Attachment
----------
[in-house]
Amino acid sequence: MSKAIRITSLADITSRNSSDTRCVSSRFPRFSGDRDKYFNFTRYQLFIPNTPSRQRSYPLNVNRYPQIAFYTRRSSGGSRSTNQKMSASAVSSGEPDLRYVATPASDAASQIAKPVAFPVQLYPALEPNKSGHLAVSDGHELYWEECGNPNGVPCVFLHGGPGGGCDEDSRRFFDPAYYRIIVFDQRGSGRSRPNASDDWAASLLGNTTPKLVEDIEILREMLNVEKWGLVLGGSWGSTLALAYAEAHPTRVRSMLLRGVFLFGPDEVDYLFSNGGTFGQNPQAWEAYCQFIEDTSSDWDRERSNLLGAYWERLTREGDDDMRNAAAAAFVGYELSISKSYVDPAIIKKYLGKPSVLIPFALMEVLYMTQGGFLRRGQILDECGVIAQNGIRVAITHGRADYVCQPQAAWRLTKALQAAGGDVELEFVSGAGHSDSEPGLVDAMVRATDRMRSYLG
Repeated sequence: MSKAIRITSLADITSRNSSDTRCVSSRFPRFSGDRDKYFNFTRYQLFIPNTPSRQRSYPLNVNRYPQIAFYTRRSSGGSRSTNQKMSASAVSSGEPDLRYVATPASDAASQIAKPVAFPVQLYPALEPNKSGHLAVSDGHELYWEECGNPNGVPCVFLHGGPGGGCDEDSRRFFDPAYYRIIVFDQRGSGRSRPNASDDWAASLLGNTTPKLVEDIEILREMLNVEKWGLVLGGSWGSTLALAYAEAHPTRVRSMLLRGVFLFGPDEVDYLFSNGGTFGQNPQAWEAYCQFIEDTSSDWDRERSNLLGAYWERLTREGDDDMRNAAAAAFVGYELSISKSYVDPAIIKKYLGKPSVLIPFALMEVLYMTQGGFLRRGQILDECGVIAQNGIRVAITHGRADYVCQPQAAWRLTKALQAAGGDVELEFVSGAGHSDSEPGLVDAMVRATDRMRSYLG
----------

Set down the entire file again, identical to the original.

[in-house]
Amino acid sequence: MSKAIRITSLADITSRNSSDTRCVSSRFPRFSGDRDKYFNFTRYQLFIPNTPSRQRSYPLNVNRYPQIAFYTRRSSGGSRSTNQKMSASAVSSGEPDLRYVATPASDAASQIAKPVAFPVQLYPALEPNKSGHLAVSDGHELYWEECGNPNGVPCVFLHGGPGGGCDEDSRRFFDPAYYRIIVFDQRGSGRSRPNASDDWAASLLGNTTPKLVEDIEILREMLNVEKWGLVLGGSWGSTLALAYAEAHPTRVRSMLLRGVFLFGPDEVDYLFSNGGTFGQNPQAWEAYCQFIEDTSSDWDRERSNLLGAYWERLTREGDDDMRNAAAAAFVGYELSISKSYVDPAIIKKYLGKPSVLIPFALMEVLYMTQGGFLRRGQILDECGVIAQNGIRVAITHGRADYVCQPQAAWRLTKALQAAGGDVELEFVSGAGHSDSEPGLVDAMVRATDRMRSYLG
Repeated sequence: MSKAIRITSLADITSRNSSDTRCVSSRFPRFSGDRDKYFNFTRYQLFIPNTPSRQRSYPLNVNRYPQIAFYTRRSSGGSRSTNQKMSASAVSSGEPDLRYVATPASDAASQIAKPVAFPVQLYPALEPNKSGHLAVSDGHELYWEECGNPNGVPCVFLHGGPGGGCDEDSRRFFDPAYYRIIVFDQRGSGRSRPNASDDWAASLLGNTTPKLVEDIEILREMLNVEKWGLVLGGSWGSTLALAYAEAHPTRVRSMLLRGVFLFGPDEVDYLFSNGGTFGQNPQAWEAYCQFIEDTSSDWDRERSNLLGAYWERLTREGDDDMRNAAAAAFVGYELSISKSYVDPAIIKKYLGKPSVLIPFALMEVLYMTQGGFLRRGQILDECGVIAQNGIRVAITHGRADYVCQPQAAWRLTKALQAAGGDVELEFVSGAGHSDSEPGLVDAMVRATDRMRSYLG